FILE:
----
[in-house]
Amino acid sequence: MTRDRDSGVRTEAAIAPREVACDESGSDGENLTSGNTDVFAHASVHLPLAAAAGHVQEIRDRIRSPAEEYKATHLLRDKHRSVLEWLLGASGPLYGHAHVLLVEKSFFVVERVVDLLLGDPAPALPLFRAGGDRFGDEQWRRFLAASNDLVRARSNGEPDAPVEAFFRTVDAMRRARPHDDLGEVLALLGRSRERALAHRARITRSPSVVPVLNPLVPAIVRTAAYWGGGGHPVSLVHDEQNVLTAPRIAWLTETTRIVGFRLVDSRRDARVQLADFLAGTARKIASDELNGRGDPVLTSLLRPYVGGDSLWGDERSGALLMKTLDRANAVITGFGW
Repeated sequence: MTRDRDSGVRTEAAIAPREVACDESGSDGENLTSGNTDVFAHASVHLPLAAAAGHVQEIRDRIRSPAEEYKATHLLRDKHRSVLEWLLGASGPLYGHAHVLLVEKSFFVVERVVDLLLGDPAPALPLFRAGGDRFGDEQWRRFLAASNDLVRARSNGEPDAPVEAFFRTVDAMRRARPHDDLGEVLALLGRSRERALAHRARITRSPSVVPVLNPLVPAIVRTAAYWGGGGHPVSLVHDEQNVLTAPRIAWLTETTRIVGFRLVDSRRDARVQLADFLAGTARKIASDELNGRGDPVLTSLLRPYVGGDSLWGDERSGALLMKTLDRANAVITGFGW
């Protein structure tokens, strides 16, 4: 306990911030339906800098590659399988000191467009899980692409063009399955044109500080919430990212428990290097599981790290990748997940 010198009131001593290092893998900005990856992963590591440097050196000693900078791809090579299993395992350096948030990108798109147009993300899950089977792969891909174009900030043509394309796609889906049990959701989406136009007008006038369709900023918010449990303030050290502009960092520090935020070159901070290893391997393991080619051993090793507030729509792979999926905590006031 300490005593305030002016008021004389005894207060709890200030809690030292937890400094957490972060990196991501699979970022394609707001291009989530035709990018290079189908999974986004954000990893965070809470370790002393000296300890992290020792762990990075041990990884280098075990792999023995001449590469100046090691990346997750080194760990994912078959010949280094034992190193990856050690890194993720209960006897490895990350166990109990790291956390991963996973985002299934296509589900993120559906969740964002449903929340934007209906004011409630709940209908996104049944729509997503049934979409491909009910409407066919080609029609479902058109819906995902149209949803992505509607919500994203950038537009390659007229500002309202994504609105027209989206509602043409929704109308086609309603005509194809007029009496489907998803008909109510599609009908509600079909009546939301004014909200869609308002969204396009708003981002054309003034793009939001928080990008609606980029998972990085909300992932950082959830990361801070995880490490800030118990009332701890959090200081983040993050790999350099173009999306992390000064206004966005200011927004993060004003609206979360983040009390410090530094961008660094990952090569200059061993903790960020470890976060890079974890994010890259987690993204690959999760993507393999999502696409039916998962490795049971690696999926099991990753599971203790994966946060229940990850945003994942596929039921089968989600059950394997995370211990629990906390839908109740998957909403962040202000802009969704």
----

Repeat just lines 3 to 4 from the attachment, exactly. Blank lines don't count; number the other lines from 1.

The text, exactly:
Repeated sequence: MTRDRDSGVRTEAAIAPREVACDESGSDGENLTSGNTDVFAHASVHLPLAAAAGHVQEIRDRIRSPAEEYKATHLLRDKHRSVLEWLLGASGPLYGHAHVLLVEKSFFVVERVVDLLLGDPAPALPLFRAGGDRFGDEQWRRFLAASNDLVRARSNGEPDAPVEAFFRTVDAMRRARPHDDLGEVLALLGRSRERALAHRARITRSPSVVPVLNPLVPAIVRTAAYWGGGGHPVSLVHDEQNVLTAPRIAWLTETTRIVGFRLVDSRRDARVQLADFLAGTARKIASDELNGRGDPVLTSLLRPYVGGDSLWGDERSGALLMKTLDRANAVITGFGW
């Protein structure tokens, strides 16, 4: 306990911030339906800098590659399988000191467009899980692409063009399955044109500080919430990212428990290097599981790290990748997940 010198009131001593290092893998900005990856992963590591440097050196000693900078791809090579299993395992350096948030990108798109147009993300899950089977792969891909174009900030043509394309796609889906049990959701989406136009007008006038369709900023918010449990303030050290502009960092520090935020070159901070290893391997393991080619051993090793507030729509792979999926905590006031 300490005593305030002016008021004389005894207060709890200030809690030292937890400094957490972060990196991501699979970022394609707001291009989530035709990018290079189908999974986004954000990893965070809470370790002393000296300890992290020792762990990075041990990884280098075990792999023995001449590469100046090691990346997750080194760990994912078959010949280094034992190193990856050690890194993720209960006897490895990350166990109990790291956390991963996973985002299934296509589900993120559906969740964002449903929340934007209906004011409630709940209908996104049944729509997503049934979409491909009910409407066919080609029609479902058109819906995902149209949803992505509607919500994203950038537009390659007229500002309202994504609105027209989206509602043409929704109308086609309603005509194809007029009496489907998803008909109510599609009908509600079909009546939301004014909200869609308002969204396009708003981002054309003034793009939001928080990008609606980029998972990085909300992932950082959830990361801070995880490490800030118990009332701890959090200081983040993050790999350099173009999306992390000064206004966005200011927004993060004003609206979360983040009390410090530094961008660094990952090569200059061993903790960020470890976060890079974890994010890259987690993204690959999760993507393999999502696409039916998962490795049971690696999926099991990753599971203790994966946060229940990850945003994942596929039921089968989600059950394997995370211990629990906390839908109740998957909403962040202000802009969704």